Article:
Located a few short metro stops but hundreds of years away from the Amsterdam train station is Zaanse Schans, a village that's definitely THE image of Holland I had in my mind (old windmills, green fields, surround by water, you know...) before I arrived:
But wait, what's the deal with the whole Holland versus the Netherlands thing? Turns out that the Netherlands is what the whole country is called while Holland is (just/only) a region of western Netherlands made up of two provinces (North and South Holland). Most of the larger cities (Amsterdam, the Hague, and Rotterdam) and a majority of the population lives in the Hollands so it's somewhat understandable why people refer to the whole country as Holland. The problem is that the non-Holland folks get bummed when you refer to the whole country as Holland sort of like the rest of north and south America when you refer to only people from the United States as Americans.
Visiting Zaanse Schans is basically the Disney equivalent of a historic Holland-ish village, but it's real. And in some cases, the windmills are still producing product for sale like this one that grinds spices and makes oils using only the wind and honkin'-big stones:
The area around Zaanse Schans was home to many many mills but, over time, they started to close down as wind power was replaced with fossil fuels and electricity. Lots of the mills fell into disrepair or burned down and the ones that remain are reconstructions. Something about the old mills appealed to me. Thinking back, I think that it is a combination of the location (beautiful), the intersection of architecture and engineering, and the mini-businesses that operate inside each one. The mill owner/operator must have been (is still?) a Renaissance-style person where they could maintain the building and all the equipment as well as plan and run the business. I could definitely see myself in a role like that!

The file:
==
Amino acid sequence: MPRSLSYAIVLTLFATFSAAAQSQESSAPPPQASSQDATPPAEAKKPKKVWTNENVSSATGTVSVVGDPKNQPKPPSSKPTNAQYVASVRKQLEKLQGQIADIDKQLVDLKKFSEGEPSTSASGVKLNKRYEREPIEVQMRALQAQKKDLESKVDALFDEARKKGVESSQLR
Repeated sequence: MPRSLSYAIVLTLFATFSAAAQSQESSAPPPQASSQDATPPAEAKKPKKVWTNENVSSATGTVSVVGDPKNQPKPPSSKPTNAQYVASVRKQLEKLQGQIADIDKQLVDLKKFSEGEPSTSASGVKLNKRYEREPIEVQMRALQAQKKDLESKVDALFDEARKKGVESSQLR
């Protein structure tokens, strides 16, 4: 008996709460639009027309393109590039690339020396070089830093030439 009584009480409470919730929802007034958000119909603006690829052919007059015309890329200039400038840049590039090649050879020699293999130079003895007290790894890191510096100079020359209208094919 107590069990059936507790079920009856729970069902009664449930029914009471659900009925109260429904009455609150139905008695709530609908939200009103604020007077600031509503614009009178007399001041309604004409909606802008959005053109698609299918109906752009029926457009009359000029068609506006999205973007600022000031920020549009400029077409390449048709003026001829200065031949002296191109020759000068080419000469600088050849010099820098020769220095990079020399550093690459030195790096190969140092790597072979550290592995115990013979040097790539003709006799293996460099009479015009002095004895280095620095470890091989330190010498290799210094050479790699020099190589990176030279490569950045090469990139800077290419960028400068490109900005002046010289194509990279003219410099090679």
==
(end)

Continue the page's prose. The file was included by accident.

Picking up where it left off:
A couple of the mills allow you up on their decks (for a fee, of course) where you can check out the spinning blades up close. Diana's less than ten feet away from the rapidly whooshing-by blades. Between the sound of the (natural) wind and the sound that the blades make, it's quite noisy but in a nice, white-noise kinda' way. And, yes, again, Diana in her winter coat, and, no, it's not really that cold but we're "warm blooded" peeps!
As with all touristy spots, Zaanse Schans has some shops selling local goods. In this case, it was locally-milled spices, different cheeses, knick-knacks, and other food items. Diana did a good job sampling everything and we picked up some cookies to take back with us to Barcelona.
On our way back to the train station, we had just gotten about half-way across the bridge when a siren sounded and traffic came to a stop. We quickly figured out that the bridge was about to open to allow a boat to pass by. It took less than a minute for the road surface to go completely vertical right before our eyes. There was something Escher-esque about seeing the road, railings, signs, and lights in a vertical position. It's as if we got to see those scenes in Inception in person! (The road wasn't all the way up yet in this photo but it did end up completely vertical.)
One other note about the town. Zaanse Schans is also known as being a cacao-roasting area. There is at least one factory-roaster that was working the day we went. As soon as I stepped off the metro, I told Diana that I could smell chocolate roasting. She didn't smell it, or maybe recognize it, at first but as we walked past the factory, the smell was very obvious. There are a few smells that really make me happy and roasting cacao is one of them. (Another's roasting coffee.) I'm not sure how I'd feel living next to a chocolate factory or even a roaster but I'd be happy to give it a try while working my windmill!